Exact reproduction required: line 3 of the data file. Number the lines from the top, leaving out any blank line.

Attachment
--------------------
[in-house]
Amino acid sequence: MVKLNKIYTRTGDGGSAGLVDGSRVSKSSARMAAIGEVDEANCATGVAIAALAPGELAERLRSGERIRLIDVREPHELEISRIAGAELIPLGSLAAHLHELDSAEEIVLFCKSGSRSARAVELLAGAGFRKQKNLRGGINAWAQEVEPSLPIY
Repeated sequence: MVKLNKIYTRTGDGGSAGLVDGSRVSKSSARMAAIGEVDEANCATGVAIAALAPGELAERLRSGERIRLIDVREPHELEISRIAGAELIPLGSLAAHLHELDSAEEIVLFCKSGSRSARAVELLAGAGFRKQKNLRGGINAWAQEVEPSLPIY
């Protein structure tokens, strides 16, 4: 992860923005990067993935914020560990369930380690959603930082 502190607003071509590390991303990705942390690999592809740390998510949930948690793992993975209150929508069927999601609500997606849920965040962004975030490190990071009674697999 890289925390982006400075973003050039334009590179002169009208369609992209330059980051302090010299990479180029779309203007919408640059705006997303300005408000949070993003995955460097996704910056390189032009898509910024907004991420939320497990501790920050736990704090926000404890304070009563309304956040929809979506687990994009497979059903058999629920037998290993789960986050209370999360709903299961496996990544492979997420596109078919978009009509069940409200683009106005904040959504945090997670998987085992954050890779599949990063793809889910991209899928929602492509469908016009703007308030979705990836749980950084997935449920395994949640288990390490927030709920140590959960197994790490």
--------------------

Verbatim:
Repeated sequence: MVKLNKIYTRTGDGGSAGLVDGSRVSKSSARMAAIGEVDEANCATGVAIAALAPGELAERLRSGERIRLIDVREPHELEISRIAGAELIPLGSLAAHLHELDSAEEIVLFCKSGSRSARAVELLAGAGFRKQKNLRGGINAWAQEVEPSLPIY